Why a hard Brexit is still looming despite the deal

Updated December 27, 2020, 11:27 a.m.

  • Last-minute agreement: After months of negotiations, the European Union and Great Britain reached a trade agreement.
  • Both sides try to sell the deal as a success.
  • A British political scientist and a German political scientist evaluate the agreement: Which side made concessions and where? And why is there still a threat of a no-deal?

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Many observers no longer expected it: And yet, after tough negotiations, there is a last minute Deal between EU and Great Britain. If no trade agreement had been concluded by December 31, a no-deal would have threatened a hard economic break.

But now, after months of dispute, the solution should be found on 1246 pages. The agreement on a commercial contract in which the economic relations from January 2021 are regulated, both sides confirmed on Thursday afternoon.

What do you need to know about the deal? We answer the five most important questions.

1. Why did the agreement take so long?

Over four years after the Brexit referendum, the EU and Great Britain have finally closed the bag. Negotiating nights and lots of disputes have shaped relations between London and Brussels since June 2016.

“There was many details on the Brexit dealbecause the British and EU economies had been closely intertwined for many years, “said British political scientist Anthony Glees in an interview with our editorial team. In light of this, the agreement did not last long. For example, the trade agreement between the EU was discussed and Canada (CETA) argued for even longer: from 2009 to 2014.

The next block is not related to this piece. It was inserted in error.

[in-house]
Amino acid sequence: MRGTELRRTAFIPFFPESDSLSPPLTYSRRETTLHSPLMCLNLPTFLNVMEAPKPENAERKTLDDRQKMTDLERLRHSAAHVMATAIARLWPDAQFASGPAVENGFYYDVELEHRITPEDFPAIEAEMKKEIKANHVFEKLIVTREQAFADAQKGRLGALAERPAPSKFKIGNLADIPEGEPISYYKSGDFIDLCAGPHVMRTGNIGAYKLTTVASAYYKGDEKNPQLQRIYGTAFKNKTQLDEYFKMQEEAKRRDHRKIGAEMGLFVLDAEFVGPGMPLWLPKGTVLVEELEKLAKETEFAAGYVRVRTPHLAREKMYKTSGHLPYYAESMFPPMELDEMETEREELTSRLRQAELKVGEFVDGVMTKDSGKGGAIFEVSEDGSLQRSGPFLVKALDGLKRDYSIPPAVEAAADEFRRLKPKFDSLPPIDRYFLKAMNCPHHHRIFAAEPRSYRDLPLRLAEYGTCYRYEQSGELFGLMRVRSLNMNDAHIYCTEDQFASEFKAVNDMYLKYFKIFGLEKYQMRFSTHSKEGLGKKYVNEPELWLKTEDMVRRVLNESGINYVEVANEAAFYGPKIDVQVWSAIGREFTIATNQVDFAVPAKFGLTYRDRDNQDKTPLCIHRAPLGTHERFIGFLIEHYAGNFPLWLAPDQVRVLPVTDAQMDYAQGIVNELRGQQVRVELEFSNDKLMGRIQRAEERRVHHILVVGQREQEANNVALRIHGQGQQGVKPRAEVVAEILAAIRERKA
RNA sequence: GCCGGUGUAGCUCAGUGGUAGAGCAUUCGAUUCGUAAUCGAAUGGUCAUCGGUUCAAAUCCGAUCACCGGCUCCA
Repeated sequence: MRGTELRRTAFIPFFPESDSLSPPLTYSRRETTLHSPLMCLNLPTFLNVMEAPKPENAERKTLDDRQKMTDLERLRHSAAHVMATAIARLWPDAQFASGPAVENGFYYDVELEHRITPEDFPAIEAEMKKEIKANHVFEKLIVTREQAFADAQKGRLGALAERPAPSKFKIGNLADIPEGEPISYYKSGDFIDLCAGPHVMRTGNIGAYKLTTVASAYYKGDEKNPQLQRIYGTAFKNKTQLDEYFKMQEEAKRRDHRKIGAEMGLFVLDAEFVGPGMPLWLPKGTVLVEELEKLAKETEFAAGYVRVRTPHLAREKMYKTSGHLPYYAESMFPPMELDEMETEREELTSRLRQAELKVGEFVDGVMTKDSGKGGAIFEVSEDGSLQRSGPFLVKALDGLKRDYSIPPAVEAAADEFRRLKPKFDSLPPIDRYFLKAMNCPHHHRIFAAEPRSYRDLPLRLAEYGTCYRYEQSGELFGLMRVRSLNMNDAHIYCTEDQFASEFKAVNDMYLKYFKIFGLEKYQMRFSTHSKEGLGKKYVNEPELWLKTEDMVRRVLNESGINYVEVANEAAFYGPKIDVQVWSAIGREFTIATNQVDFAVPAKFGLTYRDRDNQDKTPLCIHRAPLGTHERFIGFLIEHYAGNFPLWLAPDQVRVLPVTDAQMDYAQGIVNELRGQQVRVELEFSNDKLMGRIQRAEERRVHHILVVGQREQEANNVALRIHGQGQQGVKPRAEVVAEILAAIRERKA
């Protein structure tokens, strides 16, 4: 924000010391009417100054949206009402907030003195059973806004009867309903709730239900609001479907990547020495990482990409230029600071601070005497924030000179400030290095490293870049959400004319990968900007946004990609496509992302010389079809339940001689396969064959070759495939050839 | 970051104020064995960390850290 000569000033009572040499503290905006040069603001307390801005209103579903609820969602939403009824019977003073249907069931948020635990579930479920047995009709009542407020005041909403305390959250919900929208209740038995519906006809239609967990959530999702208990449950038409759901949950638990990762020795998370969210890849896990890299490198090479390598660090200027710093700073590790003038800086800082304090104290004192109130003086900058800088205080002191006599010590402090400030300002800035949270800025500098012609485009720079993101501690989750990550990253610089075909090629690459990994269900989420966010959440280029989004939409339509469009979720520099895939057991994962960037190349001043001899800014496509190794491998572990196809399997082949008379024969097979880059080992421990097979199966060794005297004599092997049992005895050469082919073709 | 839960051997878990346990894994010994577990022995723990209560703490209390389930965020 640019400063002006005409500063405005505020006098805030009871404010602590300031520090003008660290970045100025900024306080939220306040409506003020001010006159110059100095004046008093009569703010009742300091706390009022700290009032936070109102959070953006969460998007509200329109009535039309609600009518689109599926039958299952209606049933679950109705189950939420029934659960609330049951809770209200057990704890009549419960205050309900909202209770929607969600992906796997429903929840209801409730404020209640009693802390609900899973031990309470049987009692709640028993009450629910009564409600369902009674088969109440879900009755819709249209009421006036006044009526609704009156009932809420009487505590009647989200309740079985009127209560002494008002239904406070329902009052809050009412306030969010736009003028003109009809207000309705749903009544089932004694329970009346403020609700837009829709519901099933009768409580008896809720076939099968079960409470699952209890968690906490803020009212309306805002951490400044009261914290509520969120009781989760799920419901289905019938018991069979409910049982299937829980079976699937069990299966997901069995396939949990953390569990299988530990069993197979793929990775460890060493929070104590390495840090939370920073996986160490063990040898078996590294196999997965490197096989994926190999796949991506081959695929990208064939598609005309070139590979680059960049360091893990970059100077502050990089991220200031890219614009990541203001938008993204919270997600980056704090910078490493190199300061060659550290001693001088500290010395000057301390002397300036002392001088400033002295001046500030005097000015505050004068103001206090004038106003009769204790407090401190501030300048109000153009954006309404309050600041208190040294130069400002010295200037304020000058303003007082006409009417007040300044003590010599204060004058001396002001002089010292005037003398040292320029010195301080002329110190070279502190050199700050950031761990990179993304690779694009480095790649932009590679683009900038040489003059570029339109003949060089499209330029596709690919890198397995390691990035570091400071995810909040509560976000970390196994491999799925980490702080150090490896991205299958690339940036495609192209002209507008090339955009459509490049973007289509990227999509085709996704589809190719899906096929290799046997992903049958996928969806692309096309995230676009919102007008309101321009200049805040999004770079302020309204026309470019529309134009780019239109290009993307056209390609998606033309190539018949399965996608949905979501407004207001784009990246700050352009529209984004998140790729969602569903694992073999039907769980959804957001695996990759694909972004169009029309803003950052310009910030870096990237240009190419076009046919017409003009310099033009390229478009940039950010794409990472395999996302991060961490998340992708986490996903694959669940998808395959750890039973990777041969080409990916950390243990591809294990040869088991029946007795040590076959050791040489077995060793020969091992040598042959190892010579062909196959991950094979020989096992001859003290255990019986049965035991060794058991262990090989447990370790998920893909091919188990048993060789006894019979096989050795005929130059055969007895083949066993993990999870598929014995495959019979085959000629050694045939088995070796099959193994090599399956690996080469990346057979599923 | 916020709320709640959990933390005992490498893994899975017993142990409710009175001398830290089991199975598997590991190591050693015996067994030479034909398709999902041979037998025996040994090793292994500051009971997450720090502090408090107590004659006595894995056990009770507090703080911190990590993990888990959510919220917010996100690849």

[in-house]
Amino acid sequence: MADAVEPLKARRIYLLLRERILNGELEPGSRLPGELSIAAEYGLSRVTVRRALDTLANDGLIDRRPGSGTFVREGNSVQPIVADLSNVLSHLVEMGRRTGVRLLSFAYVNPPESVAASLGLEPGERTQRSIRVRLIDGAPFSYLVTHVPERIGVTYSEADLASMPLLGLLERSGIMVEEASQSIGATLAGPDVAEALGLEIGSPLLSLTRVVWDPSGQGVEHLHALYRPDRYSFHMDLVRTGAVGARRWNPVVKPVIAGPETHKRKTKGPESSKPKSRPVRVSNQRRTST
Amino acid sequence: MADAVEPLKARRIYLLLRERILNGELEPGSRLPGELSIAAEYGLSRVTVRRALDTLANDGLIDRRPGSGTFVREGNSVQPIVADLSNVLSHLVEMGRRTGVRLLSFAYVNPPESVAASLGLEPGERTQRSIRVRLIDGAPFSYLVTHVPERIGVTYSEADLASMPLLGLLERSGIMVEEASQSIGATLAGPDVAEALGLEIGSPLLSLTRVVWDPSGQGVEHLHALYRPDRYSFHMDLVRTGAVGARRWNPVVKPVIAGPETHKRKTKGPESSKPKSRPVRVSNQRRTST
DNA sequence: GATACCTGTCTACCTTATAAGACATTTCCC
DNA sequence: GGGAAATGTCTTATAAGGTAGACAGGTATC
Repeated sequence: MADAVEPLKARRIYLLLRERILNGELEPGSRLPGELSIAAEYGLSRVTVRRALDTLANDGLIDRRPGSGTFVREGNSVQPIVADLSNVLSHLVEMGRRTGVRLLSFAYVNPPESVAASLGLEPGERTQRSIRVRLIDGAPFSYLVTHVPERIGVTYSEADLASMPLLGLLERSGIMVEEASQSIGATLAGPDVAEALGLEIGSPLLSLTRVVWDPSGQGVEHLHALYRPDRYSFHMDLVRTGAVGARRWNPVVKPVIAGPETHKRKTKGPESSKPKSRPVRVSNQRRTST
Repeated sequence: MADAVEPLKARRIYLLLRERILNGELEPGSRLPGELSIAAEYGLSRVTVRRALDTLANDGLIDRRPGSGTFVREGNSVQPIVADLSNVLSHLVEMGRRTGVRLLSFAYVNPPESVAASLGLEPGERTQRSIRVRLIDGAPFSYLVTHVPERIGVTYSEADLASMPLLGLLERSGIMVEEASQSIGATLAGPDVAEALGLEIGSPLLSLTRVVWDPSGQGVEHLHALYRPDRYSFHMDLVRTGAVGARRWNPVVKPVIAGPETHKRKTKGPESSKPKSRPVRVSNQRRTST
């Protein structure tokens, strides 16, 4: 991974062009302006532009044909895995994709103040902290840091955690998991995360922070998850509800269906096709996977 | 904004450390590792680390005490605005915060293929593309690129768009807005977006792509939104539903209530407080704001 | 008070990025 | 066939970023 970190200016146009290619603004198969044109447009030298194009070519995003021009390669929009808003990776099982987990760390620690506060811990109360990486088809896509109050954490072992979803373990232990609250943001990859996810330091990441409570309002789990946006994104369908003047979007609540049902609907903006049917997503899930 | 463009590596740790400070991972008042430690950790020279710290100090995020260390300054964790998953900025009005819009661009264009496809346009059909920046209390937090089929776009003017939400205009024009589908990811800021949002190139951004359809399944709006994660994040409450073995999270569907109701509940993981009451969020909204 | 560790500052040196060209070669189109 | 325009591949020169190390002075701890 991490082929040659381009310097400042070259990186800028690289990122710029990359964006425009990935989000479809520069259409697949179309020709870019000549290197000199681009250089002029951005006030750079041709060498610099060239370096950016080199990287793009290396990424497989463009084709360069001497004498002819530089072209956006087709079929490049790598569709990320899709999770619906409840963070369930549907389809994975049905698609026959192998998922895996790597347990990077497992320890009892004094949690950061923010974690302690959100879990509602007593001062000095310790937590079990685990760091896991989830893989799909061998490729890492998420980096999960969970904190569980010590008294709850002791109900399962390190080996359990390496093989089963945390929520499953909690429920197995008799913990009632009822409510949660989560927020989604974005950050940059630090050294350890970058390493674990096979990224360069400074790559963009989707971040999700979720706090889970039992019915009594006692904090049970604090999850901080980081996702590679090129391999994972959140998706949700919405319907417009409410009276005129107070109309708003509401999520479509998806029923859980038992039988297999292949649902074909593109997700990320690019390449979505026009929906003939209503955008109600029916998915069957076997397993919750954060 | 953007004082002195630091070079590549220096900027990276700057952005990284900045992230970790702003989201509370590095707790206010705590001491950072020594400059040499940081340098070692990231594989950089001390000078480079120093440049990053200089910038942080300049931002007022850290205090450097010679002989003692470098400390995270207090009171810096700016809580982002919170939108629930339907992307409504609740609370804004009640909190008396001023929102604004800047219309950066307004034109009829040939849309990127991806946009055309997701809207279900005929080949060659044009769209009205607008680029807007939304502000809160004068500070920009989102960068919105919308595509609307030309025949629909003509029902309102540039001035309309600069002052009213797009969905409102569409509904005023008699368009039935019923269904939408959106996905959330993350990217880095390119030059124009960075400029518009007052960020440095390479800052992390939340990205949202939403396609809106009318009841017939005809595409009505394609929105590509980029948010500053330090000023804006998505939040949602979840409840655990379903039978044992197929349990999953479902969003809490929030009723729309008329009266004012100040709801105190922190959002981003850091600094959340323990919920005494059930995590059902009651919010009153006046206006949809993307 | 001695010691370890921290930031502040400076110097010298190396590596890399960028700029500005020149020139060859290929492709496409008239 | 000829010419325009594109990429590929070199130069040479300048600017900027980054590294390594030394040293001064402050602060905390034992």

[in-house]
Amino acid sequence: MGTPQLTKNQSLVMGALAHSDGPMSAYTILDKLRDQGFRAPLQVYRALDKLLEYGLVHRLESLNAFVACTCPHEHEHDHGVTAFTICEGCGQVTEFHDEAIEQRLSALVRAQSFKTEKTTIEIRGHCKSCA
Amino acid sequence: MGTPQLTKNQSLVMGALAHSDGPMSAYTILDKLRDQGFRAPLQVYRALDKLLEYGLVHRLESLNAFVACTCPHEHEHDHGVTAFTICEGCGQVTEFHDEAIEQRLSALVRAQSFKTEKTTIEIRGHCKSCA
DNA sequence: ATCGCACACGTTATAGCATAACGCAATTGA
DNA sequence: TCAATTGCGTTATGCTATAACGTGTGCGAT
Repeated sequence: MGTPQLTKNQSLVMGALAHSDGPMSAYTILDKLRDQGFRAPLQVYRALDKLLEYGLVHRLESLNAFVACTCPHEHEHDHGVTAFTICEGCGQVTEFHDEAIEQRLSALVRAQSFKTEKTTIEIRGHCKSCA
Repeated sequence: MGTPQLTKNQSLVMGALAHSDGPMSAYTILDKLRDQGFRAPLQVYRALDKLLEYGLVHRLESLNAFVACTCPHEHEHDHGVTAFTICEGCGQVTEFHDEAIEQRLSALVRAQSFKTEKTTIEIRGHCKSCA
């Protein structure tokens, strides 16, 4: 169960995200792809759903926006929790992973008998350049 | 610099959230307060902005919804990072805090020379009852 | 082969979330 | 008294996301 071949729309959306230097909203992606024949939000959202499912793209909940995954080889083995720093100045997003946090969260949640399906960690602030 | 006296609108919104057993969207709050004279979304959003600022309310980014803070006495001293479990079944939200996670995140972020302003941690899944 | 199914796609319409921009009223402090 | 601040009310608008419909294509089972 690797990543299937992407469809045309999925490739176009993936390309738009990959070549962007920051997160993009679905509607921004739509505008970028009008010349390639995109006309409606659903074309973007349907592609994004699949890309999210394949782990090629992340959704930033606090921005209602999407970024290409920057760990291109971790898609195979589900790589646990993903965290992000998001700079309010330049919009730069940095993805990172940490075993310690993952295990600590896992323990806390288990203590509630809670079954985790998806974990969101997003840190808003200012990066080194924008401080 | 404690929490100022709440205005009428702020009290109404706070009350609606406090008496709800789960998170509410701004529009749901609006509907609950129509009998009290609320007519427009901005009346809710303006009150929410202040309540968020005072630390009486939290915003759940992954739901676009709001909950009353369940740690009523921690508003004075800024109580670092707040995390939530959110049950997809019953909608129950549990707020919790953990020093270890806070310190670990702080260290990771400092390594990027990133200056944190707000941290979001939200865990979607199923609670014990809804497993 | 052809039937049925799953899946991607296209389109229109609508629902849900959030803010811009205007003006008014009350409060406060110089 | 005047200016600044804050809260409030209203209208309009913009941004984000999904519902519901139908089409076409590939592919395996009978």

The fact that the deal only comes a week before the end of the transition phase was a tactic. “Both sides negotiated until the last moment,” says political scientist Tanja Börzel in an interview with our editorial team. This is particularly crucial for British Prime Minister Boris Johnson: “The hard brexiteers in his party as well as the anti-EU press hardly have time to tear the deal apart and ask how much control the EU still has over Britain,” explains Börzel. The fisheries sector in the EU will hardly be able to mobilize political resistance either.

2. How were the issues resolved?

The negotiations recently revolved around three topics:

  • Fishing quotas,
  • Competition rules
  • Dispute settlement mechanisms

“Each side gave in on the three sticking points“, says the expert Börzel. In the end, however, the EU prevailed. With” take back control “Johnson had promised: No money to Brussels and no rules from Brussels. But both still exist.

“The UK does not have to adapt its national rules to stricter EU rules in the future, but if the EU tightens its standards and Great Britain does not follow suit, and this leads to a distortion of competition, the EU can activate a dispute settlement mechanism,” explains Börzel. The partnership council is similar to the procedure of the World Trade Organization (WTO), which could result in the imposition of punitive tariffs.

This means that the UK must continue to follow the EU rulesif it wants to have access to the internal market and it has to submit to a legally binding dispute mechanism, “notes Börzel. Although this is not the European Court of Justice (ECJ), British sovereignty is still restricted. In addition, the British remain in five EU Programs – such as the European Research Council – and must continue to pay into the EU budget for this.

“They have no influence on the rules or the amount of the payments, these are set by the EU institutions. That means” taxation without representation “, emphasizes Börzel.